It’s a sober, some would even say conservative, organisation, not given to hyperbole or exaggeration. So when Unicef says we’re not doing great, we really need to listen.
And when Unicef says we’re doing a bit better than some countries in terms of trying to tackle poverty, and especially child poverty, but lagging way behind the leaders, who are essentially the Scandinavian countries, would it ever, do you think, occur to us to wonder what they’re doing right and we’re not?
On the list of rich countries, Finland is 29, Denmark is 23, Iceland is 20, and Sweden is 17. In terms of national wealth per person, they each lag well behind us.
In terms of three key indicators of child poverty — they are the leaders, we’re the mediocre average.
We’re below average — well below — in terms of food insecurity for children, and also in terms of childhood obesity. We’re the fourth worst country in the rich world in teenage suicide.
We’re doing well in some areas — participation in pre-school education, for example, is way better than it was a few short years ago. But we know only too well that the quality of that pre-school work varies hugely from place to place. Nothing like enough investment has been made in getting that quality uniformly high.
You’re still left, after reading a report like this, asking the question why?
Some of the things it’s telling us — about hungry children, children struggling with their mental health, children growing up in poverty — these things would be difficult to swallow in some of the poorer countries studied in this report.
But in the 7th richest country in the world? Why isn’t it a scandal?
I’ll tell you why. Because these things have happened because of the choices we’ve made. The Scandinavian countries I’ve mentioned have, over the years, made conscious and deliberate choices that their countries will be the best in the world to be a new born baby or a young mum, that their countries will lead the world in top class childcare and decent health services for youngsters.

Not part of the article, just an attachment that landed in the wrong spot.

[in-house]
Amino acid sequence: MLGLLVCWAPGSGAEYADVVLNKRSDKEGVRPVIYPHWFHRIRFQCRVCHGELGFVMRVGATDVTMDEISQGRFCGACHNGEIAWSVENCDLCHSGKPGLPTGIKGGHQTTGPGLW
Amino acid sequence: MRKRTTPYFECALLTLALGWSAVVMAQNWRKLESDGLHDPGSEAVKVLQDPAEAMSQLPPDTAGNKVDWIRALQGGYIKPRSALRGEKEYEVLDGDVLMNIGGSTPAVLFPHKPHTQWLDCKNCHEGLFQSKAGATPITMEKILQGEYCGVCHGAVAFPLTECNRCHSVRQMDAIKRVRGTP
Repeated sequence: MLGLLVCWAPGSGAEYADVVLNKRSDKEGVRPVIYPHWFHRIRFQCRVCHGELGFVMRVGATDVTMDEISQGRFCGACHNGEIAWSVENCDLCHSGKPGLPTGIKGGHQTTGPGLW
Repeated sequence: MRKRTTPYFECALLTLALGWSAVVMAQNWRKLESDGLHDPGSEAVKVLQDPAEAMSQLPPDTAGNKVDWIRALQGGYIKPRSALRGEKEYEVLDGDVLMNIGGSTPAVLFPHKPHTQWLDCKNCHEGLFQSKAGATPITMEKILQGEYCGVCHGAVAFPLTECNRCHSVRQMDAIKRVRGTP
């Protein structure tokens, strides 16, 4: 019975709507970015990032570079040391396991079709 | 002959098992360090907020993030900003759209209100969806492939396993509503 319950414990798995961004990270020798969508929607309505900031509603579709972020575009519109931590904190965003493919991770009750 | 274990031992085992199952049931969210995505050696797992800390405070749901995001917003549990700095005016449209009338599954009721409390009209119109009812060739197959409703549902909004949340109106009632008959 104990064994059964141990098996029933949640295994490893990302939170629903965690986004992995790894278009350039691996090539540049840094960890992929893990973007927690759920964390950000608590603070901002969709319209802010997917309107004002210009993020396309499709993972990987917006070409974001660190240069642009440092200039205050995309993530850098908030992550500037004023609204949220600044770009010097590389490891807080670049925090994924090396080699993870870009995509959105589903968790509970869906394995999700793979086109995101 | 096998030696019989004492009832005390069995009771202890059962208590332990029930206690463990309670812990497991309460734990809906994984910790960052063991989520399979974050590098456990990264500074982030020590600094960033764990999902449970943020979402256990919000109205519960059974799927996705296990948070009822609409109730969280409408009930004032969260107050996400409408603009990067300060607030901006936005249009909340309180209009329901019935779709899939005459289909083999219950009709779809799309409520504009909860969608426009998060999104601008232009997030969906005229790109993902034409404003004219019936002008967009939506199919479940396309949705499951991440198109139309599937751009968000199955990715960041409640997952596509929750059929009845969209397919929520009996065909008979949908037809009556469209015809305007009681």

We make different choices. No matter what radio station you listened to this past weekend there was endless, wall-to-wall debate about how Máire Whelan became a judge. Or about how Mary Mitchell O’Connor didn’t (or mightn’t) become a super junior. Or about how Shane Ross sold his soul for a garda station in Stepaside.
In 20 years’ time, none of those pathetic parochial pettifogging political issues will matter a damn. They don’t matter a damn now — the Government made a hames of it and the opposition and media are making a meal of it. But that’s all it is — no corruption, no crime, no illegality. Just stupid political mismanagement, made worse as usual because no-one can admit a mistake.
But if we don’t start making different choices, in 20 years’ time our children will still be going hungry. They’ll still be afraid, still self-harming, still struggling to cope with depression, anxiety, and fear. We’ll still be offering our children a range of preventative and developmental services as if we saw ourselves as a poor country, not a rich one.
And of course, in 20 years’ time — who knows — we might have become the fourth or third richest country in the world. We might have passed out some of the oil-rich ones ahead of us. And Unicef will still be reporting our failures. Wouldn’t that be the real crime?